MeTV started running a promo in January for The Patty Duke Show featuring Duke and co-star William Schallert. Yup, he’s still acting at age 93:

Earl Hamner Jr. was probably best known as the creator of The Waltons (did you know he was also the narrator of the series?), but he had a long, varied career in film, TV, and books. Besides The Waltons, Hamner wrote for The Twilight Zone, Falcon Crest, Gentle Ben, The Invaders, and many other shows. He also wrote the screenplays for the 1973 version of Charlotte’s Web, Where The Lillies Bloom, Spencer’s Mountain, and the TV movie Heidi, which we’ve mentioned here before. He also wrote several novels and nonfiction books. Hamner died at the age of 92 in Los Angeles.

I could write a lot about Jim Harrison, author of Legends of the Fall and many other novels, stories, and poems. He passed away last Saturday in Arizona at the age of 78, but I think this tweet from writer Walter Kirn sums it up quite nicely:

Three New Books Worth the Read

Wind Sprints, by Joseph Epstein. Epstein is one of the great essayists, and this is his latest collection. It’ contains shorter works from the past 20 years, focusing on everything from aging and pop culture and technology to politics and sports and everything in between. Basically it’s about life, and a fine read. (Wind Sprints will be released on April 7.)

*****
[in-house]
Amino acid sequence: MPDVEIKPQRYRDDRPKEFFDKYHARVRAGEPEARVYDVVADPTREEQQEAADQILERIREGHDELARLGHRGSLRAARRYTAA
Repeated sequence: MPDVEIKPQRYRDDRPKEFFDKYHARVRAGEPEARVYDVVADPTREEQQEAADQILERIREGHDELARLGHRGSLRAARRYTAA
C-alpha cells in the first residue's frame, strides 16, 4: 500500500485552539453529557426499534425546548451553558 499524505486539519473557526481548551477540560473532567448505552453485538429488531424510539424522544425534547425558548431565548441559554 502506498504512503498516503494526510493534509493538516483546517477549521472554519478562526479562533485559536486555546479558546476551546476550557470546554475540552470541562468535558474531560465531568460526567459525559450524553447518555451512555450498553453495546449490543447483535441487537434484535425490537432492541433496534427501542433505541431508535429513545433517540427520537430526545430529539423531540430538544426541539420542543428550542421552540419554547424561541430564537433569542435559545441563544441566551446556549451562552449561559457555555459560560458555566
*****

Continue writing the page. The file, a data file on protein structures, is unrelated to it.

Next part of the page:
Approval Junkie, by Faith Salie. This is the CBS Sunday Morning contributor’s collection of essays on “her lifelong quest for approval.” Her segments on the show are quite good, and this promises to be a fun read. (Approval Junkie will be released on April 19.)

Slow Burn, by Ace Atkins. This is the next book in the Spenser series created by the late Robert B. Parker. Atkins, whose other books include the Quinn Colson series and the Nick Travers books, took over for Parker in 2012. It’s his fifth Spenser book, and fans won’t be disappointed with his take on the Boston private investigator. (Slow Burn will be released on May 3.)

Catch The Catch

Sometimes a TV show catches you off guard. You’ve seen the commercials for it, but it’s not getting a lot of buzz. And besides, you’re behind on 27 other shows. I almost decided not to watch ABC’s The Catch (I still have two seasons of Agent Carter to watch), and that would have been a big mistake.

The Catch stars Mireille Enos (from The Killing) and Peter Krause (from Sports Night and Six Feet Under). It’s hard to explain the plot without giving away the many twists and other pleasures of the show, but let’s just say it’s about a private investigation firm trying to find a notorious thief they’ve nicknamed Mr. X. It’s really well done and entertaining, with good-looking stars and a lot of style. It’s a breath of fresh air in a TV landscape filled with superheroes, serial killers, and zombies.